What I find particularly interesting about this conundrum is how it respresents an inherent misunderstanding by the general public about how the Web works as well as what I suspect is a deliberate avoidance of how to fix this problem by the creators of browsers.
I was amazed during a workshop at the University last week when a fairly savvy attendee was surprised to hear that she could download any image off of the Web by right-clicking on it and selecting the proper action from the contextual menu. I shouldn’t assume that everyone understands that all of that “stuff” that shows up in the browser window is really just digital content that can be saved locally. But, at this point, I guess I figured that assumption was safe.
But more importantly, I think this really represents a disconnect between how corporations and the original browser creators expected people to interact with the Web versus how people actually wanted to interact with the Web.
In many ways, the ability to download resources and content via the Web seems so fundamentally crucial to being a user of the Web, it’s amazing that browsers weren’t designed originally with this sort of transparent capability. But back in the early 90s, I would argue the Web was still thought of as a one-way communication channel, in which we would all be passive consumers of content that was heavily informed by print culture. Just like we don’t tear pictures out of books to share with friends, no one really wanted to think that users would “steal” images from Web sites and use them in nefarious, uncontrollable ways.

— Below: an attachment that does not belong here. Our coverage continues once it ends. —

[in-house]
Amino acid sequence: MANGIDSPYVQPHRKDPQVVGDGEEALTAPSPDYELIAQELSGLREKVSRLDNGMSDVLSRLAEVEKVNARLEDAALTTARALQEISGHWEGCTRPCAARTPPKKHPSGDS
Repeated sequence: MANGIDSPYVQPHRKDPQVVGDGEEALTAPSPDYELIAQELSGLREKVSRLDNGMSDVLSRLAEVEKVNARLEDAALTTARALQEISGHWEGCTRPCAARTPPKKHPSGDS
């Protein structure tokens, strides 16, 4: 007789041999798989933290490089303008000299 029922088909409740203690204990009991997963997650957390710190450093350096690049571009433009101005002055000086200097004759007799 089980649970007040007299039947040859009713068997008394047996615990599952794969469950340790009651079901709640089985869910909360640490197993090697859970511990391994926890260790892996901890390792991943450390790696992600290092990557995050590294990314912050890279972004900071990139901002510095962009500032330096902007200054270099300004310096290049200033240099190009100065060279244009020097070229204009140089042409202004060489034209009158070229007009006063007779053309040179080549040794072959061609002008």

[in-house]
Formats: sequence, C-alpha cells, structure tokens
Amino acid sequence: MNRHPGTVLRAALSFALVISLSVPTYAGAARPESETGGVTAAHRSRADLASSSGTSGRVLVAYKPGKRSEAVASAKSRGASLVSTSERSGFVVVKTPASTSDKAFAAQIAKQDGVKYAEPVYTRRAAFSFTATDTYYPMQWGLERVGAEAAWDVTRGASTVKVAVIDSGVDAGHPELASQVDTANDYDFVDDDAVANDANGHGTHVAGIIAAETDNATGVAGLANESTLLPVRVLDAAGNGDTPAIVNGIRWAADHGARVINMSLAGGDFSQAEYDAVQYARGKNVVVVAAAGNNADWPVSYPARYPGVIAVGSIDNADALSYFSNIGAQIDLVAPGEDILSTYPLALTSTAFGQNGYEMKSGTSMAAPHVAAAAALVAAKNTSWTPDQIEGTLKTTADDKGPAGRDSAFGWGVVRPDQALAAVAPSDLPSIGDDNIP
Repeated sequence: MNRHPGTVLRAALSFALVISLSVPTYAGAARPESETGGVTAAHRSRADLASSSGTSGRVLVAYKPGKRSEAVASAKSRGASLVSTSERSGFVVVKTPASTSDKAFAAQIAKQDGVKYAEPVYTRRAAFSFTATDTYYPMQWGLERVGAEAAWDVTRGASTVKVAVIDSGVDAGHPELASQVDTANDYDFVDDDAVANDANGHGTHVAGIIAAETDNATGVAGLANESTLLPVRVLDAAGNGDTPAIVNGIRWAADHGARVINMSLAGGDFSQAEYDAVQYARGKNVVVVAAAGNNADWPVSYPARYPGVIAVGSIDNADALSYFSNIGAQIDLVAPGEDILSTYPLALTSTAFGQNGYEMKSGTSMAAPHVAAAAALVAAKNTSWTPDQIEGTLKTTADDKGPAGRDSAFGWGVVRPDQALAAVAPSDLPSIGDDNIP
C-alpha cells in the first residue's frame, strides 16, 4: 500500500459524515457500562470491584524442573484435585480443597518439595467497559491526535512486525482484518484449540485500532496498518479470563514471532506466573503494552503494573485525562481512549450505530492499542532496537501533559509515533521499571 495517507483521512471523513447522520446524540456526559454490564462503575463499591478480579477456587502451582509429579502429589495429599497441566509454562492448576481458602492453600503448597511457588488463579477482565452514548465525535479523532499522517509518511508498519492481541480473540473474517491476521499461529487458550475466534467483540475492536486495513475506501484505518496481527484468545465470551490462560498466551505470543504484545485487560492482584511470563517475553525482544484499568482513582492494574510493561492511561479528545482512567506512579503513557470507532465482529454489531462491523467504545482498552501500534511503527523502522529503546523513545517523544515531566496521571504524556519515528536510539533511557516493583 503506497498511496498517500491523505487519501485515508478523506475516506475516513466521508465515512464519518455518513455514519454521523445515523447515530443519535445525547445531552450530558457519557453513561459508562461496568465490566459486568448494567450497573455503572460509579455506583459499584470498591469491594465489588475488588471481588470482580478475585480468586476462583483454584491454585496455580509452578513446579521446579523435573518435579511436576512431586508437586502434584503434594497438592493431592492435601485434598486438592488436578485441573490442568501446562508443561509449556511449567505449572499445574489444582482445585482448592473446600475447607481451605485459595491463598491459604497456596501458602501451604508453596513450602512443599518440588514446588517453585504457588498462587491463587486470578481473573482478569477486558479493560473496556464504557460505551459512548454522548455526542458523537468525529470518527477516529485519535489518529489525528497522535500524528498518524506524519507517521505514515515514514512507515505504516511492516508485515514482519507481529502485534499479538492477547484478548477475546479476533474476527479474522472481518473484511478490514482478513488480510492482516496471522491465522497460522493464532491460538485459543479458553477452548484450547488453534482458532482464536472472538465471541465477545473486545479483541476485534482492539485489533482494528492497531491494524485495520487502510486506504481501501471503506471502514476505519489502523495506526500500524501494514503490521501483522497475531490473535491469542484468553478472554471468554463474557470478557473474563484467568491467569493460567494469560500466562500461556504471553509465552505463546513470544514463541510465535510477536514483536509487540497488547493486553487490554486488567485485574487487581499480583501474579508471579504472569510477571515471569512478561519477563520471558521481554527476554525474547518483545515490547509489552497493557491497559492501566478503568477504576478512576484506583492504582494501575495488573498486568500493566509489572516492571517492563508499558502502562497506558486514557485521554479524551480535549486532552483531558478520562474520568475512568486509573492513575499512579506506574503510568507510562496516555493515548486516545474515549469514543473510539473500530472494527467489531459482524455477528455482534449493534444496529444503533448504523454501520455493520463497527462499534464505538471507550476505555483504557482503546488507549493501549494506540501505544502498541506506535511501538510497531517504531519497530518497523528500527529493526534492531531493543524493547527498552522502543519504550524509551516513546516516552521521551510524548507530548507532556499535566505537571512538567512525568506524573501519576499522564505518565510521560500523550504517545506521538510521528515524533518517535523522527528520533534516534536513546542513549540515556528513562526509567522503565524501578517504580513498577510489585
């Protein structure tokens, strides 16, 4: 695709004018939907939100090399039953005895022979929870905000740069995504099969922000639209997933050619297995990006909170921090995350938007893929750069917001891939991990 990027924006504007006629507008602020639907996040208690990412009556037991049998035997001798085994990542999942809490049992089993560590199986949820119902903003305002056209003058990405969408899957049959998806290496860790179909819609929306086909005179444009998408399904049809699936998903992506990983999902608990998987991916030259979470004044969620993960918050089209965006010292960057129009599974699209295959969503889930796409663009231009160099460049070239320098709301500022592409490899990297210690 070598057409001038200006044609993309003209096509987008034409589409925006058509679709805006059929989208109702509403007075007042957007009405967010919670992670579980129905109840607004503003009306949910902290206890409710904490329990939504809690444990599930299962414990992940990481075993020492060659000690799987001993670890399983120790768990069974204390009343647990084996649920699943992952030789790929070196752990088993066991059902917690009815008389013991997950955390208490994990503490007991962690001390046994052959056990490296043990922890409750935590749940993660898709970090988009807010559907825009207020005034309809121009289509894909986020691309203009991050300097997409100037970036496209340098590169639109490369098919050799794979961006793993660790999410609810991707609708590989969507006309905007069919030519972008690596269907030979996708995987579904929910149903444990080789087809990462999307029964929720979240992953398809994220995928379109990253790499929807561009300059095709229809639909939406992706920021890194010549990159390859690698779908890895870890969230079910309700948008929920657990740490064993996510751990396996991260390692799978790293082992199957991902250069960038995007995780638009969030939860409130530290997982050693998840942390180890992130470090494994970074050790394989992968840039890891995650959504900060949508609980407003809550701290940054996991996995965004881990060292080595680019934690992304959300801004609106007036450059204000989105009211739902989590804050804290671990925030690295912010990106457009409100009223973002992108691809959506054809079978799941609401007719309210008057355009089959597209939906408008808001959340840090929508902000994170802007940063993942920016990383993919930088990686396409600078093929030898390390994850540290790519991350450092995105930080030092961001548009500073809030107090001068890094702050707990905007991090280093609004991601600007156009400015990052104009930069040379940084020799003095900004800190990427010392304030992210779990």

But with the open protocols that allowed the Web to exist and thrive came the risk that all of that stuff could make it onto individual users’ desktops. And still, the major browsers didn’t seem to think it was necessary to make the process of downloading and saving resources locally an integral part of the browsing interface. . .
At the end of his post, I think Jon is suggesting that we’ve just sort of backed into this muddle and it’s so pervasive at this point that there is no simple or clear way to define standard terminology or interfaces for this kind of action and synchronize it across browsers.
I guess I’m feeling more cynical (at least I am today). I think ignoring this problem was probably a deliberate choice. Making it easier for people to download resources from the get-go could have fundamentally altered the perception of the Web as being controllable, and getting business to buy into this new channel of communication probably required that some semblance of control be communicated by the tools that were being built for consuming it.
Alternatively, I guess it could really be an issue of hindsight being 20-20. Perhaps everyone really did think that getting stuff off the Web was never going to be as important to users as simply consuming the content within the intended context. If that’s the case, then I think this is a pretty interesting example of how hard it is to ever anticipate the ways in which users will actually interact with software. And it’s a pretty telling example of how far we’ve come. . .